Is Billy Graham an anti-Semite? Was Richard Nixon? Newly released tapes from the Nixon Library certainly make these fair questions, and not for the first time. But perhaps even more importantly, since Graham is an old man and Nixon is dead, it invites us to ask what those questions really mean and who is best suited to answer them.
Without asking those questions, this story is nothing more than an excuse for a little Jewish rage-mongering, a little Nixon-bashing, and an excuse to stir up anti-Christian sentiment. While those are all popular pursuits, they are really no healthier than the ugly conversations which Reverend Graham had with President Nixon.
Certainly, Jewish leaders should not be telling Christians what the New Testament “really means”, and using that interpretation to prove that Graham was a Jew-hater. It’s just more complicated than that.
The line from Revelations 3:9, that there are those who claim to be Jews who are liars, and that they belong to a “synagogue of Satan,” refers to an ongoing debate within the early church. As the verse says, its author’s anger was directed not at Jews, but at those who “pretended” to be Jewish. However, that verse has a long tradition of use by anti-Semites and it was foolish at best for Reverend Graham to have used it.
There is no question, though, that Billy Graham has a long history of making private statements that were hurtful to Jews, and ought to be offensive to all people. Sadly, it’s a trait that his son, Franklin Graham, has picked up — only he saves his choice remarks for Muslims instead of Jews. It’s equally clear that the recently surfaced comments by Reverend Graham the elder are as bad or worse than those which surfaced in the past.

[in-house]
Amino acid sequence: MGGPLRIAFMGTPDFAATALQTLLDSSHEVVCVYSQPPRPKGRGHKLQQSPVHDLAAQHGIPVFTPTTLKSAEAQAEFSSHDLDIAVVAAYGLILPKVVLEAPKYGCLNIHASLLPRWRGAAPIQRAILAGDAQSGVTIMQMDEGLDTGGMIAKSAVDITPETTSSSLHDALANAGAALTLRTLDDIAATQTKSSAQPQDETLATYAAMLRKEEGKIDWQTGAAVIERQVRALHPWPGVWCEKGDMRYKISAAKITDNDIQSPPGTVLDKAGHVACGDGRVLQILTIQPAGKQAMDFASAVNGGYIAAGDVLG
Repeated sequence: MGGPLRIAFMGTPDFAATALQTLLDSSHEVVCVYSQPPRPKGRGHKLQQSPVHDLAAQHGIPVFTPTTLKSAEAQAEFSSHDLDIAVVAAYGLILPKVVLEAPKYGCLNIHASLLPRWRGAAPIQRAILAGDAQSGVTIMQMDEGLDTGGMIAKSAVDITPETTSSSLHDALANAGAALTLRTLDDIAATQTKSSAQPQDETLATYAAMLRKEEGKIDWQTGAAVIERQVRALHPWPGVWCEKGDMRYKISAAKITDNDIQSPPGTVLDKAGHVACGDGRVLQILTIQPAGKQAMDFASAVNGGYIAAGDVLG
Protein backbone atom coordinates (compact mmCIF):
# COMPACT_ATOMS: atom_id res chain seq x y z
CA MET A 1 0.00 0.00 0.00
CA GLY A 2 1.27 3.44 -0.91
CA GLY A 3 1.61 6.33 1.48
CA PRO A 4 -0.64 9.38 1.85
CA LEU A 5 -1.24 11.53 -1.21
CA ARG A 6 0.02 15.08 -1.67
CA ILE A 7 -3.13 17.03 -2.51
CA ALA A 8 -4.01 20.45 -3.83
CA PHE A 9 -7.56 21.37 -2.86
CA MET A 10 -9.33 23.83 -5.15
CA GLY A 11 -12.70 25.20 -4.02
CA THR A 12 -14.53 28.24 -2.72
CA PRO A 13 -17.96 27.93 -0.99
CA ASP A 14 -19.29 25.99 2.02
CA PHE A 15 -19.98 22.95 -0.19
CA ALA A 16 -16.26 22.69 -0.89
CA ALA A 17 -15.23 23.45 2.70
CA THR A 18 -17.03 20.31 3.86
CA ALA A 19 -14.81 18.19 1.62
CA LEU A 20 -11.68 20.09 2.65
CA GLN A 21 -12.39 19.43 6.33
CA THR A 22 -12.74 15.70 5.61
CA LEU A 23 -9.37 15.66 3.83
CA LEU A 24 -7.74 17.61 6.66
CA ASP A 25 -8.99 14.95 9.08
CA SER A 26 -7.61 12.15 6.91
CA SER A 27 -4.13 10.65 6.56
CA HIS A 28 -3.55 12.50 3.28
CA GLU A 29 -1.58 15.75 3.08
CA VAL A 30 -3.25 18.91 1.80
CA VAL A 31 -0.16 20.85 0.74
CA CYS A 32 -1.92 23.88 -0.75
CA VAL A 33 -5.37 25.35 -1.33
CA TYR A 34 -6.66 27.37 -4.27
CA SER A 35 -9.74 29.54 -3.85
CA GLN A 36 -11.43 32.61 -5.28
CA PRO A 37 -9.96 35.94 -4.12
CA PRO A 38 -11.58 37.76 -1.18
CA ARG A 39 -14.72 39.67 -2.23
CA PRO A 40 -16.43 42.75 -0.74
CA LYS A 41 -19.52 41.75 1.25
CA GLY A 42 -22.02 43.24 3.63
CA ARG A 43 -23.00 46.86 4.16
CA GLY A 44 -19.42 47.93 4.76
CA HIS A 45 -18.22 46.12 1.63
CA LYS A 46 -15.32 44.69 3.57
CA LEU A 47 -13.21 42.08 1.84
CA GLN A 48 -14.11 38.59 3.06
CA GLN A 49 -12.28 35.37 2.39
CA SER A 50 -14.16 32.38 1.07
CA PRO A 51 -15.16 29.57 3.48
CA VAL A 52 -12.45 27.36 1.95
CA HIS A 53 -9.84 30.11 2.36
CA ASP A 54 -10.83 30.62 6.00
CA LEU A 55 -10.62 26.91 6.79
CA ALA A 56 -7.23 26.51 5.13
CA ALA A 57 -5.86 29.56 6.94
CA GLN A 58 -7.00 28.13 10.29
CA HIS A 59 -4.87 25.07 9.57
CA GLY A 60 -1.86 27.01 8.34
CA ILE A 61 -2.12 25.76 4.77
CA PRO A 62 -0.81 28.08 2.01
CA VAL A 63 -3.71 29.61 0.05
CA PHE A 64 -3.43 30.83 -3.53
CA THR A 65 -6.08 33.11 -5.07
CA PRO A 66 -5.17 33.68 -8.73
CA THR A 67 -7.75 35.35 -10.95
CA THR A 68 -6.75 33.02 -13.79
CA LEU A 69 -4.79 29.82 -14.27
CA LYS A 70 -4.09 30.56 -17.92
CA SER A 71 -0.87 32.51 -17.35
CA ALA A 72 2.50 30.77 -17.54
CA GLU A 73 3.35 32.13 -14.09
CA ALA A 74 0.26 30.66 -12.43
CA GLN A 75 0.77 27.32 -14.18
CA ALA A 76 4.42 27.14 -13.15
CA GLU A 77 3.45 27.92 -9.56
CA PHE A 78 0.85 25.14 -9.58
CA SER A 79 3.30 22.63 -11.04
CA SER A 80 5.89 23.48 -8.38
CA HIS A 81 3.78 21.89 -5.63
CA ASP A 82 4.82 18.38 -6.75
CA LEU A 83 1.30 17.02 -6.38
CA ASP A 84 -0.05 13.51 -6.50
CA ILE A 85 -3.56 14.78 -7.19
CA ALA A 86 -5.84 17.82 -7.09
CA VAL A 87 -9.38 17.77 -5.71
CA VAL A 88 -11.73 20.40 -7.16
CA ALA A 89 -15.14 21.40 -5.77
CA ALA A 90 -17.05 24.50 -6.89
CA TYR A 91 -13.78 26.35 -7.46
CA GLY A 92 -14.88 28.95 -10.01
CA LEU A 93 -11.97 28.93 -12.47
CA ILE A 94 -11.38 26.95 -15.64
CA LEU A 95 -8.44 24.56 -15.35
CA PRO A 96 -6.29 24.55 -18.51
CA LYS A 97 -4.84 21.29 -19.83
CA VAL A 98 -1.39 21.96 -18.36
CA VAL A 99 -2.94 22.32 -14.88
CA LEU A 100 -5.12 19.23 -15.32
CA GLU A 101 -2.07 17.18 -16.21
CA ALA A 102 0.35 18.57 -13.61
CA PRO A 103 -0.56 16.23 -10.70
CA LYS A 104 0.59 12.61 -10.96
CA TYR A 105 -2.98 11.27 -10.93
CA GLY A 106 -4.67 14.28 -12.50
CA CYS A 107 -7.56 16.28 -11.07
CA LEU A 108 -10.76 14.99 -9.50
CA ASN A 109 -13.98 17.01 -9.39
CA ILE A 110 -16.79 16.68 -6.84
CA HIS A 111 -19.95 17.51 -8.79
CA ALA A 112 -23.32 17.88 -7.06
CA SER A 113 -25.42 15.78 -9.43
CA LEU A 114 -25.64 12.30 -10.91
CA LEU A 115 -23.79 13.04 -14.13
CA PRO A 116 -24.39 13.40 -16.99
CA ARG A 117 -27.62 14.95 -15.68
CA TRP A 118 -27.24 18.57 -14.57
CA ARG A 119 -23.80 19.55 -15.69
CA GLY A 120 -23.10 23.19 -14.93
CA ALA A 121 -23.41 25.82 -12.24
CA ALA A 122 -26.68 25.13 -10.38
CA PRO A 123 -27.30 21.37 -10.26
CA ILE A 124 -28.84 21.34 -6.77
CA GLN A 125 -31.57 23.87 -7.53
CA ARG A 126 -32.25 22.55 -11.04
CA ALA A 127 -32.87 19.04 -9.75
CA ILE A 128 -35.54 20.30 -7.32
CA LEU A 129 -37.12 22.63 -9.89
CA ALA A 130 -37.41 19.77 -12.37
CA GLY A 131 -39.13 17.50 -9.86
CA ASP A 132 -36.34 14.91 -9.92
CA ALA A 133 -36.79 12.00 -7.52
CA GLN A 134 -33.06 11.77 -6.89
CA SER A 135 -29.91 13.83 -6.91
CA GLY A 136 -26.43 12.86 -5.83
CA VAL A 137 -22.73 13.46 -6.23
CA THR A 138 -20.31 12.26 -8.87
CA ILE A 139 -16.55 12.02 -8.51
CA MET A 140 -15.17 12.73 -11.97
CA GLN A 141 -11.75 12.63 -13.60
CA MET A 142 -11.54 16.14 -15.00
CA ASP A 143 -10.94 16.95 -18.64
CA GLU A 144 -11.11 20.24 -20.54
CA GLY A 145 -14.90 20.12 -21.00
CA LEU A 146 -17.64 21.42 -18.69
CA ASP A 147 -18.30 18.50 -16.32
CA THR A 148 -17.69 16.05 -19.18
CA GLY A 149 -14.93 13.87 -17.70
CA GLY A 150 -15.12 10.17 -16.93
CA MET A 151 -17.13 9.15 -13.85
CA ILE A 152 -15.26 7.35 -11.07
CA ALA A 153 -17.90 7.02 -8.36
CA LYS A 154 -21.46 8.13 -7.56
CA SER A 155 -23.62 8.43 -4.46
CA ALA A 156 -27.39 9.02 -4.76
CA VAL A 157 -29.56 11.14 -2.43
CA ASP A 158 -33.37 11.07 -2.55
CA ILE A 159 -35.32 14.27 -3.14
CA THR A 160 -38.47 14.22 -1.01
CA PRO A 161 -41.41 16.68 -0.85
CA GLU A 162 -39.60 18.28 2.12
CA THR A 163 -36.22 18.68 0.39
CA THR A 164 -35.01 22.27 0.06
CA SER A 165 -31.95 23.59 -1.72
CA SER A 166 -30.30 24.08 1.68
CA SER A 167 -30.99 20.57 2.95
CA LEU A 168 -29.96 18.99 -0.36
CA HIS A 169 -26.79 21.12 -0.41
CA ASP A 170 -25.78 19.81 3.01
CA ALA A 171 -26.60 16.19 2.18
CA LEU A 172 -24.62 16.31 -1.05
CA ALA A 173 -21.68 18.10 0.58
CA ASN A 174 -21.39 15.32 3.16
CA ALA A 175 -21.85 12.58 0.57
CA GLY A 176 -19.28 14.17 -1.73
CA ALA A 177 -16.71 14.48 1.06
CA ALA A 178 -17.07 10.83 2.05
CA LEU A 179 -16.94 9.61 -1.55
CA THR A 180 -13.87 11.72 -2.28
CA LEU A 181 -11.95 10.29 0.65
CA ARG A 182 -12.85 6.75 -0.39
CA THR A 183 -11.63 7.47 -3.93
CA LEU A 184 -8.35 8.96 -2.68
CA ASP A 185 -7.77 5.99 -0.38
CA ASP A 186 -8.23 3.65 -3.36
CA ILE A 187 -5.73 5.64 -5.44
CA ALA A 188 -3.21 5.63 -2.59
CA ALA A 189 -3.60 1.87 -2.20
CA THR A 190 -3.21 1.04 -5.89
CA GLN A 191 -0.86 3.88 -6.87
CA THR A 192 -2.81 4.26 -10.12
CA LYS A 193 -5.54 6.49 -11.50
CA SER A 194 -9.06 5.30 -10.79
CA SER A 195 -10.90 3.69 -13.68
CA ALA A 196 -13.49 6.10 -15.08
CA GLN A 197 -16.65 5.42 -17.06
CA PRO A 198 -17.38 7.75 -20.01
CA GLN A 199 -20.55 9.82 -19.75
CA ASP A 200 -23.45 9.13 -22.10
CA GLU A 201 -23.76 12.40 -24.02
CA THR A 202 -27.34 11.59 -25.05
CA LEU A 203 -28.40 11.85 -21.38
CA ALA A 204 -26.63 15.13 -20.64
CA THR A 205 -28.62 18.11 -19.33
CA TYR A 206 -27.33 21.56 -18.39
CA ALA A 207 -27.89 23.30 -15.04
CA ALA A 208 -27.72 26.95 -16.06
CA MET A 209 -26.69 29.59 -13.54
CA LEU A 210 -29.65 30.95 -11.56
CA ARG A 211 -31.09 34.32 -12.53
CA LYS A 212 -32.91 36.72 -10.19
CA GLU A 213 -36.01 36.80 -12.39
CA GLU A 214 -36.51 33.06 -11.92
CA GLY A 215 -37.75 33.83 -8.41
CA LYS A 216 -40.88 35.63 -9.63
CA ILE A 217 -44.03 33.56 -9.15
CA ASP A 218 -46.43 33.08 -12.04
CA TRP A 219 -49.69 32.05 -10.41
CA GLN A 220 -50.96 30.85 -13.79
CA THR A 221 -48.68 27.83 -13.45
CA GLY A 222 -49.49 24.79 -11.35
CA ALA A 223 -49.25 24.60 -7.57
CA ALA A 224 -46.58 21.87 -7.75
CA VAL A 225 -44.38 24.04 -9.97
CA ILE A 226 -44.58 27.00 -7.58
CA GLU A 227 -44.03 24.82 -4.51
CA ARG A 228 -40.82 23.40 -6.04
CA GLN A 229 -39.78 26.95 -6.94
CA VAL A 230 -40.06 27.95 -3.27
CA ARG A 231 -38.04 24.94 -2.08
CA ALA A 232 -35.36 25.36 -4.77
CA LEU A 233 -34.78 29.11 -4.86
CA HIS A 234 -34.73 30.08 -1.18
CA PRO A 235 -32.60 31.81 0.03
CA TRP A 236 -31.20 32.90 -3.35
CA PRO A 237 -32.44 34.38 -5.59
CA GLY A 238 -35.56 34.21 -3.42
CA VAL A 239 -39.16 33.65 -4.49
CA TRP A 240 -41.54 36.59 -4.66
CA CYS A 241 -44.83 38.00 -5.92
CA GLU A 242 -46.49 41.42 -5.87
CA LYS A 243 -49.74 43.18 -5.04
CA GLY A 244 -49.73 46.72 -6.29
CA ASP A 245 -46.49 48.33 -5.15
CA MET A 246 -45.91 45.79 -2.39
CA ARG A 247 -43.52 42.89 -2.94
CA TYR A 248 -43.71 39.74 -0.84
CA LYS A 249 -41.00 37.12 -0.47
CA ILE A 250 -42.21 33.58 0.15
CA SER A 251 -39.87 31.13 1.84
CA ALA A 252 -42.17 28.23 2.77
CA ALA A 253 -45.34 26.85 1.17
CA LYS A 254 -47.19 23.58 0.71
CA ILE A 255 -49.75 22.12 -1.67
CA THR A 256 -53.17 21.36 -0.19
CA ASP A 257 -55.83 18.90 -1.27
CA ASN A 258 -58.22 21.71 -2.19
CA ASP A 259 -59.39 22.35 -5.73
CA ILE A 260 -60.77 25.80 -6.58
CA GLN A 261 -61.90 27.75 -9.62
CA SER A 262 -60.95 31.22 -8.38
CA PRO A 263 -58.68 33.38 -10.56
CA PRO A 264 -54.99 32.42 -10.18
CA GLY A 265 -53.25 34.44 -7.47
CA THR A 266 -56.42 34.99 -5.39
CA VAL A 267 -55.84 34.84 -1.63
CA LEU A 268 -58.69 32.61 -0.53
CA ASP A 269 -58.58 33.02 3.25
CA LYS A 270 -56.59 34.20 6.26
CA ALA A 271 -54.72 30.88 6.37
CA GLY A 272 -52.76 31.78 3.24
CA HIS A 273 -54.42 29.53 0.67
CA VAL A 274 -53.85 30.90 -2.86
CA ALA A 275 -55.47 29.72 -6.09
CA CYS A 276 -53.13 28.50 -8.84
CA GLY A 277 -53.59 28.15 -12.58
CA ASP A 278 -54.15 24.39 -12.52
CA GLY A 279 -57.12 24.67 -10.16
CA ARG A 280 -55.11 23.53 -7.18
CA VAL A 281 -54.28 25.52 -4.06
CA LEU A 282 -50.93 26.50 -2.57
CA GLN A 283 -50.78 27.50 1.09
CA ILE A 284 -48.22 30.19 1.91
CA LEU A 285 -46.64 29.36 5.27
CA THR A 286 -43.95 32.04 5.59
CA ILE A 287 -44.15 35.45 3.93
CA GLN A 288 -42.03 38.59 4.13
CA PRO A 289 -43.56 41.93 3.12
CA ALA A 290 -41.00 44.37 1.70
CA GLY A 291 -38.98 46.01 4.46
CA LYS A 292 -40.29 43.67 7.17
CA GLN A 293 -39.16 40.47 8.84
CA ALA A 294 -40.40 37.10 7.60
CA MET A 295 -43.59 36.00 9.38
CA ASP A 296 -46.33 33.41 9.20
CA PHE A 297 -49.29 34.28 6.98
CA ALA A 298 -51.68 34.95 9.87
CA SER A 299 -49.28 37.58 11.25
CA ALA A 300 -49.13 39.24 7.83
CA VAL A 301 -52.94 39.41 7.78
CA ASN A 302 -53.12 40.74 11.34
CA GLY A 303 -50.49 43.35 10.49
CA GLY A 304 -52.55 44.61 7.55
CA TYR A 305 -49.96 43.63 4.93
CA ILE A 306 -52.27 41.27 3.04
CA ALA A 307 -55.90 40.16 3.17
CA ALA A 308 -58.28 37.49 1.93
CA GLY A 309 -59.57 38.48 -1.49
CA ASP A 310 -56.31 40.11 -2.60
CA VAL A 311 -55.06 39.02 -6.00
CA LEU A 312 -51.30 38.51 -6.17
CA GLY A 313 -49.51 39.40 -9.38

Worst of all is that when confronted with these statements, the best Reverend Graham could manage by way of response was that he was deeply apologetic for any hurt he may have caused. As we all know that’s political double-speak for: “I am willing to offer you an apology even though I don’t think that I have done anything wrong”. That is not an apology. It’s a statement of regret about the impact of one’s words, but not for the words themselves.
On the other hand, more often than not, the tapes reveal President Nixon’s simultaneous concern for Jews mixed with classical anti-Semitic tropes of Jewish cunning, control, and hostility to gentiles. And in most instances, they show Graham agreeing with the President, not initiating those ideas.
This certainly shows that the former President held anti-Semitic views and also that Graham was at least insufficiently morally courageous to stand up to his disciple. It may also suggest that he shared those views with the President. In either case, the apology he owes is far greater than the one he has ever offered.
The issue here is not what label we can place on those who have said and done ugly things; it is their readiness to fully address their past bad acts, and our willingness to help them do so in a constructive, compassionate manner. That’s not just a lesson for Reverend Graham; it’s a lesson for all of us.